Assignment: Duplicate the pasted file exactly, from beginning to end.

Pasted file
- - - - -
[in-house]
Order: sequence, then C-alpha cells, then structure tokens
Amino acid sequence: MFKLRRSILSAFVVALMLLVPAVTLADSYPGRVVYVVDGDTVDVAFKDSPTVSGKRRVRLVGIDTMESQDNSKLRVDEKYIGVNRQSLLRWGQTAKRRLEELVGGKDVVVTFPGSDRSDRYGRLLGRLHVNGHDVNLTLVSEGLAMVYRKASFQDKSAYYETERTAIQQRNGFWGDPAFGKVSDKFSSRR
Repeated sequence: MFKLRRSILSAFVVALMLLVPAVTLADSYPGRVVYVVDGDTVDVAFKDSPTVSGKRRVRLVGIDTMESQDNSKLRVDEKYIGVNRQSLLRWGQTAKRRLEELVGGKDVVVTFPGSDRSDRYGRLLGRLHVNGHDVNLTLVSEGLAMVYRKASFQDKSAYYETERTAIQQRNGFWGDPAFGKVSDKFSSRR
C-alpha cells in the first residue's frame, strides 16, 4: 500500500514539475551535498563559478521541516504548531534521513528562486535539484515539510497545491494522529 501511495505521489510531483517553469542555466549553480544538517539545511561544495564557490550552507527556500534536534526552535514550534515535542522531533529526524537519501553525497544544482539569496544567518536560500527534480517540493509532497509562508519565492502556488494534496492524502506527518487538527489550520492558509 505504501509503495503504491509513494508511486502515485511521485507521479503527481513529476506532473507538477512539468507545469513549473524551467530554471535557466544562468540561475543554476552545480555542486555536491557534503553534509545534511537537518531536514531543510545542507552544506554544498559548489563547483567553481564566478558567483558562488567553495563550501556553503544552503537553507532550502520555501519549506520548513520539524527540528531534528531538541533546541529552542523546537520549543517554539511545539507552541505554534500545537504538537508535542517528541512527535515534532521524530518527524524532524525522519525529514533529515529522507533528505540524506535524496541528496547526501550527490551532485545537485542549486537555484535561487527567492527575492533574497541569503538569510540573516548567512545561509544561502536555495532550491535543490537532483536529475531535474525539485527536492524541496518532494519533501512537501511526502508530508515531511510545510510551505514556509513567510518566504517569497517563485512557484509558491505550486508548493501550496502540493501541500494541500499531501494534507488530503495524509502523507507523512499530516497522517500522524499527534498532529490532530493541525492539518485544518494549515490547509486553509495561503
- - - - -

[in-house]
Order: sequence, then C-alpha cells, then structure tokens
Amino acid sequence: MFKLRRSILSAFVVALMLLVPAVTLADSYPGRVVYVVDGDTVDVAFKDSPTVSGKRRVRLVGIDTMESQDNSKLRVDEKYIGVNRQSLLRWGQTAKRRLEELVGGKDVVVTFPGSDRSDRYGRLLGRLHVNGHDVNLTLVSEGLAMVYRKASFQDKSAYYETERTAIQQRNGFWGDPAFGKVSDKFSSRR
Repeated sequence: MFKLRRSILSAFVVALMLLVPAVTLADSYPGRVVYVVDGDTVDVAFKDSPTVSGKRRVRLVGIDTMESQDNSKLRVDEKYIGVNRQSLLRWGQTAKRRLEELVGGKDVVVTFPGSDRSDRYGRLLGRLHVNGHDVNLTLVSEGLAMVYRKASFQDKSAYYETERTAIQQRNGFWGDPAFGKVSDKFSSRR
C-alpha cells in the first residue's frame, strides 16, 4: 500500500514539475551535498563559478521541516504548531534521513528562486535539484515539510497545491494522529 501511495505521489510531483517553469542555466549553480544538517539545511561544495564557490550552507527556500534536534526552535514550534515535542522531533529526524537519501553525497544544482539569496544567518536560500527534480517540493509532497509562508519565492502556488494534496492524502506527518487538527489550520492558509 505504501509503495503504491509513494508511486502515485511521485507521479503527481513529476506532473507538477512539468507545469513549473524551467530554471535557466544562468540561475543554476552545480555542486555536491557534503553534509545534511537537518531536514531543510545542507552544506554544498559548489563547483567553481564566478558567483558562488567553495563550501556553503544552503537553507532550502520555501519549506520548513520539524527540528531534528531538541533546541529552542523546537520549543517554539511545539507552541505554534500545537504538537508535542517528541512527535515534532521524530518527524524532524525522519525529514533529515529522507533528505540524506535524496541528496547526501550527490551532485545537485542549486537555484535561487527567492527575492533574497541569503538569510540573516548567512545561509544561502536555495532550491535543490537532483536529475531535474525539485527536492524541496518532494519533501512537501511526502508530508515531511510545510510551505514556509513567510518566504517569497517563485512557484509558491505550486508548493501550496502540493501541500494541500499531501494534507488530503495524509502523507507523512499530516497522517500522524499527534498532529490532530493541525492539518485544518494549515490547509486553509495561503